“Our new economic democracy is rising”, Finance MMC Geoffrey Makhubo said in his 2016/17 Budget Speech, as he allocated increased budgets to the departments and agencies responsible for implementing the City’s Corridors of Freedom programme.

The Johannesburg Development Agency received an operating budget of R104.5-million for the 2016/17 financial year and a three-year capital budget of R1.2-billion when Finance MMC Geoffrey Makhubo tabled the City’s annual budget on Tuesday, 24 May.

Addressing a packed Turbine Hall in Newtown, MMC Makhubo said the JDA had the primary role of development facilitation on behalf of various city departments, and would continue to implement projects including inner city renewal, BRT infrastructure roll-out and other developments in priority implementation zones.

The JDA’s various projects for 2016/17, he said, included the widening of Alfred Nzo Street and the construction of old age housing and a new pedestrian bridge in Alexandra, the regeneration of the Randburg CBD, and the development of the Orlando East Station Precinct.


Overall, the operating budget allocation for the Economic Growth Cluster amounted to R4.5-billion for 2016/17, along with a three-year capital budget allocation of R11.6-billion.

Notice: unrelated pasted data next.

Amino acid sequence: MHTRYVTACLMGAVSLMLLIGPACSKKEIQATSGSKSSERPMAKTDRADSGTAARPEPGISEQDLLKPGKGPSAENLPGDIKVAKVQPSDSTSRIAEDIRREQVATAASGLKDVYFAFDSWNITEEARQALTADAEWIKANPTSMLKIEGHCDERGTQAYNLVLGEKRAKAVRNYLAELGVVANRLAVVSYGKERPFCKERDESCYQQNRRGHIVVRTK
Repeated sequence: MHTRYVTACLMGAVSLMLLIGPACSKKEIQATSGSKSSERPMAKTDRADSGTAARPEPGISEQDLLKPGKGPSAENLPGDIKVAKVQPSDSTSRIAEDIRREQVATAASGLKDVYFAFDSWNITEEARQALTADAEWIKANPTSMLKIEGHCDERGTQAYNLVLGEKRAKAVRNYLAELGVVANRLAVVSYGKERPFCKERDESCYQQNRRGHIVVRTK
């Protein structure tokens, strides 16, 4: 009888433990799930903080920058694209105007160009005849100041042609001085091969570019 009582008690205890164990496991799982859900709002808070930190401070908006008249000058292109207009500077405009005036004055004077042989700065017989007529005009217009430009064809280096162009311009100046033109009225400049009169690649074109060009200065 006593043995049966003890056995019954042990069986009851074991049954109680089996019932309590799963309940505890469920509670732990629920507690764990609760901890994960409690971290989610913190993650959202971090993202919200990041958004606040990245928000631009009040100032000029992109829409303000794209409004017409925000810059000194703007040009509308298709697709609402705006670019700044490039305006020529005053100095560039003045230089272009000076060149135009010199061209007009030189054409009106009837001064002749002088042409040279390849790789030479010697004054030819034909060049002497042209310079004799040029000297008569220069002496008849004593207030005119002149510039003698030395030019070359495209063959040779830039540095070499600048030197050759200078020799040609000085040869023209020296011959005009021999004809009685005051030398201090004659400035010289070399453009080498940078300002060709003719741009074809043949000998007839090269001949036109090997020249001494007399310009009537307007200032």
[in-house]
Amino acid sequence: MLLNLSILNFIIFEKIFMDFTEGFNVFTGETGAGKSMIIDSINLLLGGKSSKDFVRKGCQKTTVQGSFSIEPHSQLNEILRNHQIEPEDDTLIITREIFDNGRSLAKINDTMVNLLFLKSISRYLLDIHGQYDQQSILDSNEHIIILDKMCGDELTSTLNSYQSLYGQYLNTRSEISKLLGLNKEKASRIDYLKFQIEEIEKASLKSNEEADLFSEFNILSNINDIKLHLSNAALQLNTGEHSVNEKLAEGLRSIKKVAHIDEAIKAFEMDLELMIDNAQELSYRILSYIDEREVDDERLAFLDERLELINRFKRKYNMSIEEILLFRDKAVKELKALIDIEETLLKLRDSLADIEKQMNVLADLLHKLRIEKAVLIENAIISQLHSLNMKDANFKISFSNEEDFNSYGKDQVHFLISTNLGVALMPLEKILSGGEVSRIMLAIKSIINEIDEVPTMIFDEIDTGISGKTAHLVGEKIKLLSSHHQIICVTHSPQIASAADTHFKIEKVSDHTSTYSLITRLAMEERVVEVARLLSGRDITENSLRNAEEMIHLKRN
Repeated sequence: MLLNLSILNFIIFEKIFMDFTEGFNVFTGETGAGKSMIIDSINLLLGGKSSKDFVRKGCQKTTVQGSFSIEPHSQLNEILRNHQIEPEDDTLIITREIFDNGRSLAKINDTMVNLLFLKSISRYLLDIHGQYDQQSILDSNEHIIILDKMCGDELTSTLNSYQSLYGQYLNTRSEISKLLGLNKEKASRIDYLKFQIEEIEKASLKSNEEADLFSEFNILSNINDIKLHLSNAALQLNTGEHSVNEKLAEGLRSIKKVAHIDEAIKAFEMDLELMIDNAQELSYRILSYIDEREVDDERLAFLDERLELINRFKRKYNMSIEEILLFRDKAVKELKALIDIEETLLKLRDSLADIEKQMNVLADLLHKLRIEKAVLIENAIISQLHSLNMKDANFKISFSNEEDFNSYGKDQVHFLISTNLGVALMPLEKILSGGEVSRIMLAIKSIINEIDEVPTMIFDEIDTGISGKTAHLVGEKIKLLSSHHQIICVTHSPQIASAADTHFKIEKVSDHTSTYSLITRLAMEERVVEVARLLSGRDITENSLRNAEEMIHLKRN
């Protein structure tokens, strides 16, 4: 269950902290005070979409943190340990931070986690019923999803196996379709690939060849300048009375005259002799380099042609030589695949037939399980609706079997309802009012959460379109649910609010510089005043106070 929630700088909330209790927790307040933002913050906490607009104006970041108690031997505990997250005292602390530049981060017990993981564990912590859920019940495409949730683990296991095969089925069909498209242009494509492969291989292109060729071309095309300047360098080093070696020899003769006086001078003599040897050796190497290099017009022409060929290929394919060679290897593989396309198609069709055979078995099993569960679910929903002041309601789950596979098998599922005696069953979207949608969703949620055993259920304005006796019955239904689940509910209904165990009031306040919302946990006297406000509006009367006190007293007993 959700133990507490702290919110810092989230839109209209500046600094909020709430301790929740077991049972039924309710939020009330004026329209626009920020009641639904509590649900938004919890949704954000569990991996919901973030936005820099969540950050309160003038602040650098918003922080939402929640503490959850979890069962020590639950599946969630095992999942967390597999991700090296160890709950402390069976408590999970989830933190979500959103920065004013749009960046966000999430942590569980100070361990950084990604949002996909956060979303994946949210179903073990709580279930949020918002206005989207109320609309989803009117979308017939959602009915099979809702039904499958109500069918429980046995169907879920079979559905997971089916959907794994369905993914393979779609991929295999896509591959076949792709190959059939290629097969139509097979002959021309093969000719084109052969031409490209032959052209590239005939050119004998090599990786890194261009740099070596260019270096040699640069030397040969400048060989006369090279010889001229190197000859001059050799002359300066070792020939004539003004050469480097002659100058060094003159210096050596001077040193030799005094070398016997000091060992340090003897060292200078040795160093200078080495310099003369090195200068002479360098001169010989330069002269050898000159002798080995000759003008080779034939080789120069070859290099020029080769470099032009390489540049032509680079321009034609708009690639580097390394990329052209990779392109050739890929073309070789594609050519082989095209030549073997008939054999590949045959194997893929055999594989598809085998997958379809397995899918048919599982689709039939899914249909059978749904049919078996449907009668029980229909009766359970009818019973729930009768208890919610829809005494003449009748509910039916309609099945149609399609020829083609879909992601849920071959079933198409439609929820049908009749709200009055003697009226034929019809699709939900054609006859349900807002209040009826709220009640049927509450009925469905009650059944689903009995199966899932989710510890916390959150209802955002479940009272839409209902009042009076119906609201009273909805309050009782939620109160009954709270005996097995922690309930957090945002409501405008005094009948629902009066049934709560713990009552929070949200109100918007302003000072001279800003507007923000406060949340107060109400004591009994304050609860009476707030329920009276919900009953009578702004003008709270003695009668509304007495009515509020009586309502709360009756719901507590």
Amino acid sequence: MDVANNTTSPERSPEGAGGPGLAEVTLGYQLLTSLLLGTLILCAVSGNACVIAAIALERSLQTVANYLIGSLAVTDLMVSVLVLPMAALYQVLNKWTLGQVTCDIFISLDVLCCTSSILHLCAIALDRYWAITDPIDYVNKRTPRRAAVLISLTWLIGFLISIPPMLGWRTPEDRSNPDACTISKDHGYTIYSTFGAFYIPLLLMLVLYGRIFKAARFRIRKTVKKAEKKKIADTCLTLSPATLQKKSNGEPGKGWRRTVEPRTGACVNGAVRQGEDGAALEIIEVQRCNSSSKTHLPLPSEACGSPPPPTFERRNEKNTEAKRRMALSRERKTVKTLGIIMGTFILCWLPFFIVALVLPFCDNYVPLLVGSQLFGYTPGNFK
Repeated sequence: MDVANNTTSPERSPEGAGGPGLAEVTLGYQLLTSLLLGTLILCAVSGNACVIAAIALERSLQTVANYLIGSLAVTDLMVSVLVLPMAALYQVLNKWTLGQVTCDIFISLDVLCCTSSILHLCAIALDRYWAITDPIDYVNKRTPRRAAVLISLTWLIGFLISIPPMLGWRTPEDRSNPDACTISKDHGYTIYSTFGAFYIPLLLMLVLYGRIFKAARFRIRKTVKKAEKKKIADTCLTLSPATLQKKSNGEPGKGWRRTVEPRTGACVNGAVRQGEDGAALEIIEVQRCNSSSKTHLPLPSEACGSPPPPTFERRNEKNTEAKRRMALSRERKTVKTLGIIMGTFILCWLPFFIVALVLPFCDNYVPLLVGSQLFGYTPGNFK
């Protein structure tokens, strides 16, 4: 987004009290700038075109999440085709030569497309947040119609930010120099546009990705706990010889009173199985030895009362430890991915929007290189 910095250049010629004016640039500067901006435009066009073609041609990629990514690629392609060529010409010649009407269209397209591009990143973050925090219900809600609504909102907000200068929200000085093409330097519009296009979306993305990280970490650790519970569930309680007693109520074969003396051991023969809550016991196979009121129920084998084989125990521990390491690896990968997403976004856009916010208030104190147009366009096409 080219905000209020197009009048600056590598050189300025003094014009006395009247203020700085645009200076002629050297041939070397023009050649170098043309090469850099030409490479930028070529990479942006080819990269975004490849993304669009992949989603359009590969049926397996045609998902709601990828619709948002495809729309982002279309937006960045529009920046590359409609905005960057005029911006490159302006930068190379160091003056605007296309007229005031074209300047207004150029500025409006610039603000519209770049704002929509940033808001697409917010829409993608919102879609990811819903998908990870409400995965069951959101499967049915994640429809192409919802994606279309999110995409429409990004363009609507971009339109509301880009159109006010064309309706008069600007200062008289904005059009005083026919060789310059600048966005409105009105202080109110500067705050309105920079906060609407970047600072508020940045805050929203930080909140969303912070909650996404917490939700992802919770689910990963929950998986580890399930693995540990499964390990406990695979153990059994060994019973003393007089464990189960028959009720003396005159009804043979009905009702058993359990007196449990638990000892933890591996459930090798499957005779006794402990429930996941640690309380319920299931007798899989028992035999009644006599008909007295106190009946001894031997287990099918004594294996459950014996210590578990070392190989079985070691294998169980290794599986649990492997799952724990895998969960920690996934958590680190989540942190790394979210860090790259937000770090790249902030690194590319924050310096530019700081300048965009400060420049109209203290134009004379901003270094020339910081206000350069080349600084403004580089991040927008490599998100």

This cluster of departments plays a lead role in the implementation of the Corridors of Freedom, the modernisation of the public transport system, the promotion of investments, and SMME support.

The Department of Development Planning – which is part of the cluster, and under which the JDA falls – received an operating budget of R353-million for 2016/17 and a three-year capital budget of R1.5-billion.

This came out of a total budget of R54.8-billion for the City of Joburg for 2016/17, representing an operating budget of R45.3-billion and a capital budget of R9.5-billion.

The Finance MMC noted that the City had more than tripled its capital expenditure, from R3.2-billion in 2011/12 to a record R10.1-billion in 2014/15, while maintaining sustainable debt levels throughout, as evidenced by the three consecutive unqualified audits it had received.


“Our story is also told by Moody’s Rating Agency in their assessment of Johannesburg in March”, which found that Joburg had “strong revenue growth supported by broad tax base”.

Against this backdrop, the City had been able to embark on a R100-billion capital expenditure roll-out over a decade, as first announced by Executive Mayor Parks Tau in 2012. “By the end of the 2015/16 financial year more than R30-billion of this will have been spent,” MMC Makhubo said.

The 10-year Consolidated Infrastructure Plan investment had enabled the City “to fund service delivery backlogs; to modernise city infrastructure such as roads; and to begin addressing the legacy of apartheid spatial planning through the Corridors of Freedom”.

Investments include new bridges such as the Naledi Bridge, major repairs to the M1, and over 1 600km of roads that have been resurfaced. In addition, over 107km of gravel roads have been upgraded in areas such as Ivory Park, Diepsloot, Doornkop and Braamfischerville.

“We call on private sector investors to partner with us in creating the city to our heart’s desire,” the Finance MMC said. “We are implementing spatial justice in Johannesburg. Our new economic democracy is rising.”